Quake (Nintendo Switch) Review

By Az Elias 29.09.2021

Review for Quake on Nintendo Switch

Get a more in-depth analysis of what makes this Quake remaster so special by reading resident expert Athanasios' PC review (and check out his original version review while you're at it), as another look is offered here in the Switch version, marking the first time the classic first-person shooter arrives on a Nintendo platform since the Nintendo 64.

It is easy to see why Quake is so adored and survives to this day as a game continuously returned to (not least because of countless mods fans create on PC). In many ways, Quake feels like a natural evolution of Doom, which makes sense given both series are made by id Software. It plays as fluid, if not faster, with a full camera to aim freely in all directions using the right stick, allowing for more intricate level design, enemy placements and puzzle solving.

In contrast to id's other Hell-themed FPS, though, Quake is more brooding in its atmosphere, where its medieval and gothic concepts lean more to the duller, browner variety. It isn't an overly negative point, as there are some changes of style here and there in later episodes and expansions, but when so many levels stick to the same interior designs, it does give way to a depressing feeling - which might just be the whole point. Some sections can be way too dark to see, though, so some fine-tuning of the brightness setting might be necessary, although a few areas just stay pitch black regardless.

Screenshot for Quake on Nintendo Switch

Music goes a long way to setting the mood for any game, and that is especially the case here. Quake's lack of soundtrack for most of its levels is highly apparent and is particularly odd when greeted with the blasting main theme at the title screen, then being presented with whisper quiet atmospheric ambient noises upon starting the game proper. There seems to be some issue with the audio volume here because you must crank the "music" to the max and dial back on the sound effects to even make out the background noise. Admittedly, the ambience does a good job of adding to the creepy vibes, but there is some confliction there, since rocking music and blowing enemies to bits often go hand in hand.

Quake is a great time blasting through the campaign, encompassing dozens of levels that can be tackled cooperatively either locally or online. All previous official expansions have been included, as well as a brand-new one crafted by current Wolfenstein developer MachineGames. As a sign of things to come, too, Quake 64 is offered as a free add-on download, which hardcore fans will know featured multiple changes over the original PC version, including different coloured lighting (which sort of rectifies the gloominess), and even retains its blurry CRT-like Nintendo 64 visuals. Not the best way to experience Quake, especially since the load times between levels are much longer, but its inclusion is most welcome.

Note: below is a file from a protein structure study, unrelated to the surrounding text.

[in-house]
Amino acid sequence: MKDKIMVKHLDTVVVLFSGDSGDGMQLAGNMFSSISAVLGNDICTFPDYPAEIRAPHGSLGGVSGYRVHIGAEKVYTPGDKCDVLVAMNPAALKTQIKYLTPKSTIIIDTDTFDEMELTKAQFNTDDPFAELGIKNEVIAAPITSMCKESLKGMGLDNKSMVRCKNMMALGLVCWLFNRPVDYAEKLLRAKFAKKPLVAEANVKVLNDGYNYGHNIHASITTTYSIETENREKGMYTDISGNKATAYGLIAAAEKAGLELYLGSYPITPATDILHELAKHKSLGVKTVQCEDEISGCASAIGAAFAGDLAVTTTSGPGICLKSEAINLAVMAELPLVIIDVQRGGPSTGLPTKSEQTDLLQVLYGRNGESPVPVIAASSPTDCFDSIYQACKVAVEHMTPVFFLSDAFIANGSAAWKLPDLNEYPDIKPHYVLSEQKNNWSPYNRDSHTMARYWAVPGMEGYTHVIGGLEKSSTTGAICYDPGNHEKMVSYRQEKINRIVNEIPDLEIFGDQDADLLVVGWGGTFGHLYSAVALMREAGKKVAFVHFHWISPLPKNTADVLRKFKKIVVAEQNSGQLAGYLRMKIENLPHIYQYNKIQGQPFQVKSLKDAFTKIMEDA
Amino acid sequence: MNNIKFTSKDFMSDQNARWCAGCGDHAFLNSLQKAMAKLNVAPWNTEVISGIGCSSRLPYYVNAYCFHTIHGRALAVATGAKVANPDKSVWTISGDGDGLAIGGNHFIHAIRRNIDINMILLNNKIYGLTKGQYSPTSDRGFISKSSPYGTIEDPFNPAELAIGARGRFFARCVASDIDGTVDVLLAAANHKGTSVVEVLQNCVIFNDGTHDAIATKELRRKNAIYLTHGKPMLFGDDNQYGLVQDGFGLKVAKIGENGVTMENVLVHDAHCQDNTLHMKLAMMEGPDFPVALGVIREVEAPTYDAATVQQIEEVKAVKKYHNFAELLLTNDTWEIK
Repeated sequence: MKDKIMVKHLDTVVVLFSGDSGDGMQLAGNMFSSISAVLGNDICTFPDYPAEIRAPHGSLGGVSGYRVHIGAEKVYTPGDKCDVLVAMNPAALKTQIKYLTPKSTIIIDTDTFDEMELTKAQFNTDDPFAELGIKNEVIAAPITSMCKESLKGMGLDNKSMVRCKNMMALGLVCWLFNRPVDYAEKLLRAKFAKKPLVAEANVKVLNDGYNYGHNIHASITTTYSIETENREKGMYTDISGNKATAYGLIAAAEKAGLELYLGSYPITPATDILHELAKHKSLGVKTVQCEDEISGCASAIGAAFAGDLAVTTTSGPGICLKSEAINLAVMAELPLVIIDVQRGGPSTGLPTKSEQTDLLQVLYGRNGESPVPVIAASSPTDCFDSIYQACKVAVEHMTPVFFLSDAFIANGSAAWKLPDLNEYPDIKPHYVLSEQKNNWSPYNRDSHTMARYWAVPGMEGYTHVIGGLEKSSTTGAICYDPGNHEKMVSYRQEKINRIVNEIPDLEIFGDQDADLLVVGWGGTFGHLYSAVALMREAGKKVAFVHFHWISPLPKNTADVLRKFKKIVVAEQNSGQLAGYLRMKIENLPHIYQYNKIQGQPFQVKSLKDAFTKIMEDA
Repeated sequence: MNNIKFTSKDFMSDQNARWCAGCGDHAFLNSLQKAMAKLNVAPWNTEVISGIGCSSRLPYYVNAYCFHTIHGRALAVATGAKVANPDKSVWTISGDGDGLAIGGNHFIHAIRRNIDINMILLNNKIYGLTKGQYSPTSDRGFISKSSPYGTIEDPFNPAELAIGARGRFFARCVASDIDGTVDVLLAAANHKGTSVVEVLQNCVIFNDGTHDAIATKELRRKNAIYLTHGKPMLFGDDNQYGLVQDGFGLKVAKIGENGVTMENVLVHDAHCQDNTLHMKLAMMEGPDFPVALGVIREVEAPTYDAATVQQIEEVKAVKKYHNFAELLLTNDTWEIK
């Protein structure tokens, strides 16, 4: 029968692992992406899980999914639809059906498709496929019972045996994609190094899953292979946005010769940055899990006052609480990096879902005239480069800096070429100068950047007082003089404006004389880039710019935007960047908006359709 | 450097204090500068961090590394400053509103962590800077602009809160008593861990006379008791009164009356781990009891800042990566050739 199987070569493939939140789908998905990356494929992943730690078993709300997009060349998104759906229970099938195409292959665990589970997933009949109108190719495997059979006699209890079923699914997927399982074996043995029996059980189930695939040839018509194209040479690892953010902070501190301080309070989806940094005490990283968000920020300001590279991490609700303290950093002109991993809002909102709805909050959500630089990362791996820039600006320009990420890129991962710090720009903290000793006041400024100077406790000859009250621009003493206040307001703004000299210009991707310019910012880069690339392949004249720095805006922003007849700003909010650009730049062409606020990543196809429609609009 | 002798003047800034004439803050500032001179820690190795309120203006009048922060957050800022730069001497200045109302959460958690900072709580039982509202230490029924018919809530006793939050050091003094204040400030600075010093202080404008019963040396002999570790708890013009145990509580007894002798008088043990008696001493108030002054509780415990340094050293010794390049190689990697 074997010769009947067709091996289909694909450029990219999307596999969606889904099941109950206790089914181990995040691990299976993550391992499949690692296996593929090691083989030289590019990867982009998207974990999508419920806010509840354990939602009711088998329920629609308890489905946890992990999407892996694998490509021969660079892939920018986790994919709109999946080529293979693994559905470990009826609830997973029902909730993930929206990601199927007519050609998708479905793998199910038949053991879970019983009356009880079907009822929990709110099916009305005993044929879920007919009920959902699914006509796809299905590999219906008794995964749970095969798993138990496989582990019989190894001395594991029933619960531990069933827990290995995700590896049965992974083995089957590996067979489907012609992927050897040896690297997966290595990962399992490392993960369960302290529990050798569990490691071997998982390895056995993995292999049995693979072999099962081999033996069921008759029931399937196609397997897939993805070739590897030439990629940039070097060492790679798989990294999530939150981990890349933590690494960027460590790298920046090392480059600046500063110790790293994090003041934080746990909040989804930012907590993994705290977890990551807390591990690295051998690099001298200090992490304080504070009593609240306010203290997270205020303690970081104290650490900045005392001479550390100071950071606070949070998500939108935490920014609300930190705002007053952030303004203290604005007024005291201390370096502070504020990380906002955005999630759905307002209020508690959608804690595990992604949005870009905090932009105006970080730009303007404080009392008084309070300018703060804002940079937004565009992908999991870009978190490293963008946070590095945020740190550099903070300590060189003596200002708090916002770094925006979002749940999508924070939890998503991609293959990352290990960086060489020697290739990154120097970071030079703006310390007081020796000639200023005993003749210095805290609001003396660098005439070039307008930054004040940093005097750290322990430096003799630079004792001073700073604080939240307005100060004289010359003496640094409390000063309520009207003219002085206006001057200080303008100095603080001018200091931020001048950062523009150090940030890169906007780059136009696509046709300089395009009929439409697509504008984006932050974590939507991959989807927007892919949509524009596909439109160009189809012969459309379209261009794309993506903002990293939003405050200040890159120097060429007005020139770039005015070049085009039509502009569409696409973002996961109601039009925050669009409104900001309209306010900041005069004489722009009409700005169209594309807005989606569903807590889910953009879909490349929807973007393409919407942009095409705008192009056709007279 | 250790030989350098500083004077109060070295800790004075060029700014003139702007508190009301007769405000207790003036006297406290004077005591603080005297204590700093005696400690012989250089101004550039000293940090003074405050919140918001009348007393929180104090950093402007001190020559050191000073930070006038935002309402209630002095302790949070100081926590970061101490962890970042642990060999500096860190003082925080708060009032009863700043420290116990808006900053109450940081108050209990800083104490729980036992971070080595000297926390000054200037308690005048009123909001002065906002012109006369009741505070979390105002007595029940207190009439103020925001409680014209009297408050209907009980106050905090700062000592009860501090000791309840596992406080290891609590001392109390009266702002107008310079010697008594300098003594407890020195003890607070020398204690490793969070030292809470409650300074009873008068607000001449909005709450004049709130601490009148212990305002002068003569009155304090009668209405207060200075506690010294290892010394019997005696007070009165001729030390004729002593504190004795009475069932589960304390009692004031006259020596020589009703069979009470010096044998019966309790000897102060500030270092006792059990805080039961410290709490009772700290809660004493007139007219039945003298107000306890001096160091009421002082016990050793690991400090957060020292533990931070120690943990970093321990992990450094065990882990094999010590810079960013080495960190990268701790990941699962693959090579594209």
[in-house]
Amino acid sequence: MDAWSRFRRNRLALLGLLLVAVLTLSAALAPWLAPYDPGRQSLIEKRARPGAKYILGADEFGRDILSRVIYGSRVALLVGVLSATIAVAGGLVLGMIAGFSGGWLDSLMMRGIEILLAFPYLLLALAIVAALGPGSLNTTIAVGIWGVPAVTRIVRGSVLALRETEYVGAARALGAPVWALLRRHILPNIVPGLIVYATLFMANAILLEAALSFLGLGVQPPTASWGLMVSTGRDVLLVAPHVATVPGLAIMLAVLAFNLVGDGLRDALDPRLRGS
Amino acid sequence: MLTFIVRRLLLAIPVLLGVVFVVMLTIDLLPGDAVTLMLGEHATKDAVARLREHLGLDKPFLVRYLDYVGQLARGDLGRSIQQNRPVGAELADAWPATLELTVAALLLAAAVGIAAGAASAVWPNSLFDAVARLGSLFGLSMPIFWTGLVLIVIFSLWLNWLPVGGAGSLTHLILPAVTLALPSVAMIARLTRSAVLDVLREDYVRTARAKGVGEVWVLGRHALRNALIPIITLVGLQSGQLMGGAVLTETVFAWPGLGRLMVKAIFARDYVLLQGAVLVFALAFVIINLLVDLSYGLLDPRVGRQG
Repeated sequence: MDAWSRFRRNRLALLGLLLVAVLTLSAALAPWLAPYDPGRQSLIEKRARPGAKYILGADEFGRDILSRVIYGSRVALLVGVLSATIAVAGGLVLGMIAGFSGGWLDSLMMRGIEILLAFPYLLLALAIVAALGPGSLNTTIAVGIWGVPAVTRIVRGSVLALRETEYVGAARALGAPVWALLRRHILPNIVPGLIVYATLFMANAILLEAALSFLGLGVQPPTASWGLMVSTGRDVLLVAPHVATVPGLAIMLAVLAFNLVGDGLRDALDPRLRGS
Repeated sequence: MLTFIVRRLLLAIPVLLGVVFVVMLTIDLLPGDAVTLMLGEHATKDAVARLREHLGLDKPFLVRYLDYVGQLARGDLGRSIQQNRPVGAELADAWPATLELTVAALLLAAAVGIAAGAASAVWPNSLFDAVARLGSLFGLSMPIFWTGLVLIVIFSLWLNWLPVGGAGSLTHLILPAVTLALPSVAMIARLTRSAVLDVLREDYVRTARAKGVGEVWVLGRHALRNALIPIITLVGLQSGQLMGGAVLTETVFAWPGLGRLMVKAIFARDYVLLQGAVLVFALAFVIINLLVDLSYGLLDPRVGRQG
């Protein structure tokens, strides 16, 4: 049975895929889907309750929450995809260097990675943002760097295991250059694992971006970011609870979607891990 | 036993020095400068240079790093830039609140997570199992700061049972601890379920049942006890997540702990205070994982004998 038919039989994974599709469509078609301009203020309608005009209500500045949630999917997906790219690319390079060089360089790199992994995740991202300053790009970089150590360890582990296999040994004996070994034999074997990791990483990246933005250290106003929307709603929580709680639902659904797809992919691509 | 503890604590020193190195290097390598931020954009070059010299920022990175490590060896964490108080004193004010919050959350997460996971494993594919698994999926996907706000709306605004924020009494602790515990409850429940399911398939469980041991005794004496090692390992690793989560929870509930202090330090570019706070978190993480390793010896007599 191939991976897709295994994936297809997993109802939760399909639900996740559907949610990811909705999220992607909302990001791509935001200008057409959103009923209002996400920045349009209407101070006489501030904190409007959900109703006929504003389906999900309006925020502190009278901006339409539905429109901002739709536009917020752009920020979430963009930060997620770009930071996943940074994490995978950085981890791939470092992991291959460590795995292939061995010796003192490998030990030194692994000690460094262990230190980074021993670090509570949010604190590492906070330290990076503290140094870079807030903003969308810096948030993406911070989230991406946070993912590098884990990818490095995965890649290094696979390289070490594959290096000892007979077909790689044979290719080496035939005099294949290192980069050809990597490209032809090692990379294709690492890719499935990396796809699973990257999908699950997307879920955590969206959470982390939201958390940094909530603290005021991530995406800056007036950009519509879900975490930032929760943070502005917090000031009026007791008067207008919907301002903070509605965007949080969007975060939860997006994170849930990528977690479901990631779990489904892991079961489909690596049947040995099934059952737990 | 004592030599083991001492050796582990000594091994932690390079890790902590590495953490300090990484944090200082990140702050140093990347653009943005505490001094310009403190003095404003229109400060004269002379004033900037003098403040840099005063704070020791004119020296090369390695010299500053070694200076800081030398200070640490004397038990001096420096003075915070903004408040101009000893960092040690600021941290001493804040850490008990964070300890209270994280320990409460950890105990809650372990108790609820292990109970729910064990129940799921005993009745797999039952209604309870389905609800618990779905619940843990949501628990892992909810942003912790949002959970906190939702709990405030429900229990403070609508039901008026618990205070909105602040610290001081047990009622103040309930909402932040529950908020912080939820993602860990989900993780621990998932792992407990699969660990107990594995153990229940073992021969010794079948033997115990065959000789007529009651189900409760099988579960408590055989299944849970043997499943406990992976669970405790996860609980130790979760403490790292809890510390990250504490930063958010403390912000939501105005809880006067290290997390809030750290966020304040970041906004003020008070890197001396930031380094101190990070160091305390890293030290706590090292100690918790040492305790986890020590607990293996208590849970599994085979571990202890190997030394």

With more mods on the way, it is difficult to explain the amount of value crammed into this standalone release. The level of story content is crazy, then there are local and online deathmatches featuring crossplay with other systems, free mods to come periodically, and a plethora of options to alter graphics presentation all for an amazing price of £7.99/$9.99. A few other big companies with incredible back catalogues of classic video games could learn a thing or two from Bethesda here, with Nightdive Studios deserving praise for porting this so successfully to Switch. A shame local multiplayer doesn't allow for wireless play, however, instead meaning a TV is required for splitscreen.

Screenshot for Quake on Nintendo Switch

Cubed3 Rating

Rated 8 out of 10

Great - Silver Award

Rated 8 out of 10

Quake's remastered port to Nintendo Switch is proof that big video game companies don't need to treat their fans with disrespect when it comes to bringing back old classics. The level of content for such a small price is unmatched, and that is forgetting a whole new expansion pack was created for this release, too. The fact that everything can be completed cooperatively in multiplayer means less skilled players can enjoy getting through with the help of others, and then there are deathmatches for some of the best arena FPS action around. Well done to all involved in this.


Night Dive Studios


Bethesda Softworks


First Person Shooter



C3 Score

Rated $score out of 10  8/10

Reader Score

Rated $score out of 10  0 (0 Votes)

European release date Out now   North America release date Out now   Japan release date Out now   Australian release date Out now   


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